Rainy season on the bulk of the main island of Japan usually starts in the middle of June and lasts for about six weeks. Typhoon (台風, taifuu) season, on the other hand, usually starts in late August and last for roughly eight weeks. Most typhoons or hurricanes originating the Pacific Ocean usually weaken to “tropical storms” by the time they reach Ibaraki Prefecture, so although it can become extremely windy and rainy, it is unlikely to do much damage aside from blowing a few trees down.
In the event of an actual typhoon striking the area, your school may declare a “typhoon day” on which students (and perhaps you) will not be required to attend school. If you hear about an incoming typhoon:
- Around your place, secure or bring inside any items that may fly around in strong winds.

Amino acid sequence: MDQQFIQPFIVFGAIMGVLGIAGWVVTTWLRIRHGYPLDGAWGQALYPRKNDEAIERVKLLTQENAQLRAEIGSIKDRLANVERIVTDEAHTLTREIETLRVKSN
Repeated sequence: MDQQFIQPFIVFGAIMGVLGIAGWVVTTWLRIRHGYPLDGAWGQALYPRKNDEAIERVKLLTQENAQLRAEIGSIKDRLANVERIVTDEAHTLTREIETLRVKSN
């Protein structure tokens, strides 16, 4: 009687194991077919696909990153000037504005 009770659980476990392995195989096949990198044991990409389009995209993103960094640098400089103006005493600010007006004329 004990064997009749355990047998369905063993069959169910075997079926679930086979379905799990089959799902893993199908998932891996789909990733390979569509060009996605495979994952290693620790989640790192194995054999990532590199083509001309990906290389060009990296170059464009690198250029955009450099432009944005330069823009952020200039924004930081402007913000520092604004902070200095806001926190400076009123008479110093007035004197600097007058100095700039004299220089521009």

- Close storm shutters if you have them.
- Prepare for a day at home; buy food, water, etc. in order to wait out the storm.
- If you walk/cycle to school, find out prior to departure if it is safe to do so.
Avoid going outside in the middle of a typhoon unless it is absolutely necessary. Even an umbrella or water-proof clothing may not be able to protect you under such circumstances.
For the latest weather information:
- Yahoo! Japan 天気・災害 (Japanese only): has Japanese the most accurate weather and disaster information, including typhoon warnings
- Weather Underground: has animated radar maps and is smart phone enabled, available in multiple languages with custom settings
- WeatherNews (Japanese only): has video weather forecasts and interactive maps, good for 花見 (hanami, flower-viewing) and 花火 (hanabi, fireworks) weather information